Contrast is top notch with a difficult source to contend with. Blacks are deep and the shadows tangible. Whites are crisp and bright. Some might argue that the blankets of snow, especially when seen on the ground on either side of the river, or during some shots around the downed plane, look too dazzling and un-textured. In fact, they do. But this is precisely how they looked during the theatrical presentation, so all I can say is that this, once again, is an intended visual choice. Blood is nicely contrasted with the snow, but neither the reds, nor any primary colour, are ever too bright, too gaudy or boosted in any overly striking manner. Realism with the hues and shades is adhered to at all times, so nothing stands out against this brittle, wind and snow-flecked landscape of grey/white tundra. The green of the trees is also subdued and the glow of the fires, whilst certainly attractive and evocative, still feels vulnerable and isolated – great little pockets of amber warmth amidst the frame, though. The little torches picking through the woods at night look superb, and the illumination of faces and immediate surroundings is nice and authentic. The unsettling cast of the campfire confrontation when the big Alpha comes right in to size up the quaking opposition is a marvellous combination of shadow and burnished flame.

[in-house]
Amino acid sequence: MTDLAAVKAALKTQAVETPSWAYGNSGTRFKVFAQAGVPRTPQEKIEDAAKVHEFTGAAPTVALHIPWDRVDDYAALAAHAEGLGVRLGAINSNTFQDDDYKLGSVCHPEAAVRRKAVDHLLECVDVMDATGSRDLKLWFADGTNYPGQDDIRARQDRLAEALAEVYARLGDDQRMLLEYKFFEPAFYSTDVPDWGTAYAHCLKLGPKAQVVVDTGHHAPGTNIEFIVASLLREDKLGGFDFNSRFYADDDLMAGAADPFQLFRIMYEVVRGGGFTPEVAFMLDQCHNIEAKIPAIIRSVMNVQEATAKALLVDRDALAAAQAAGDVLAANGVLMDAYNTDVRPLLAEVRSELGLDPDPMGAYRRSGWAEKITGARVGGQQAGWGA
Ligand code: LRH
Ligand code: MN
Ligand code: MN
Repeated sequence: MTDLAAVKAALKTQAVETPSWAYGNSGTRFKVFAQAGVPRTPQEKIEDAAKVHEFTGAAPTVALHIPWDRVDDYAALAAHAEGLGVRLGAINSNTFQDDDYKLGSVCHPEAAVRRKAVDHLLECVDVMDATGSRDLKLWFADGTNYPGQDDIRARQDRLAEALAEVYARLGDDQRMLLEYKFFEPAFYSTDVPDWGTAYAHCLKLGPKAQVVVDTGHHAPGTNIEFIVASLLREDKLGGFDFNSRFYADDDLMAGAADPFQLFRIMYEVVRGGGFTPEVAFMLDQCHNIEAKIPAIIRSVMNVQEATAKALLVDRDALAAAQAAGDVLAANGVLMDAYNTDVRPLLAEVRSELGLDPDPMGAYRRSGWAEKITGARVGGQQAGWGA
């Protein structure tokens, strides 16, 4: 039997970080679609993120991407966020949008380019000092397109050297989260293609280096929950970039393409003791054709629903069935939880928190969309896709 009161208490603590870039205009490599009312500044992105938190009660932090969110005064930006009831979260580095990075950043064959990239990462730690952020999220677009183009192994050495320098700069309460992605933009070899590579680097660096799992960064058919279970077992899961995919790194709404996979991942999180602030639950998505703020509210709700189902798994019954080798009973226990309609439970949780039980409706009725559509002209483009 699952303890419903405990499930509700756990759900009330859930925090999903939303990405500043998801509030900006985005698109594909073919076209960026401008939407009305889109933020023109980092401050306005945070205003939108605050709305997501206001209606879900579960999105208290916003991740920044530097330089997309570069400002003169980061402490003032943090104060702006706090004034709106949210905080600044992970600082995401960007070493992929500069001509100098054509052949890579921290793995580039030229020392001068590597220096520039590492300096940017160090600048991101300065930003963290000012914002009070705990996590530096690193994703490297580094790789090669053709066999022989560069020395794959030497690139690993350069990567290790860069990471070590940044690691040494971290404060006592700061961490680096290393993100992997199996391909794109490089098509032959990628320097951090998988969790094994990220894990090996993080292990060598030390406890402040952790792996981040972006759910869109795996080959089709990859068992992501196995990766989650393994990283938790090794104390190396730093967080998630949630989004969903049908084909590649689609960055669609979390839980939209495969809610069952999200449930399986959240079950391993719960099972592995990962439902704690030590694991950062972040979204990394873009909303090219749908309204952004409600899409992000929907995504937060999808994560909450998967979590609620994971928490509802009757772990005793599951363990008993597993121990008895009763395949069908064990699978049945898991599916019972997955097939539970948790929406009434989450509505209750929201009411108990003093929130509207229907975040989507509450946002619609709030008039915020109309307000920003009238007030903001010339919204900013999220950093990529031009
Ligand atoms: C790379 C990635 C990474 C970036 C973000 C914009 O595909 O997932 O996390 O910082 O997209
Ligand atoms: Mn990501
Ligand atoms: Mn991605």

Well, as far as detail and definition go, this is one of those films that can be quite misleading. When we get close-ups, they can be scintillating, though still shot through with an element-blighted realism. Crags, cuts, whiskers and pores are very clearly rendered. We can easily see embroidery, material or patterns and weave in clothing. The snowflakes settling on faces and coats and in hair, or flitting across the frame are crisply resolved. The wounds on the shredded carcasses are smartly addressed too, though the camera never lingers on such carnage. Where the image slightly falters is in the medium or long shots. Suddenly, definition is less tightly resolved – the pebbles on the riverbank, and the boots of the three men as they loiter there, for example – but this is how the film has always appeared. So the transfer is only showing us what was shot and filmed, and subsequently fine-tuned in post. I can imagine that some viewers will be disappointed, but even they will have to admit that there are many, many occasions when this image is fantastic.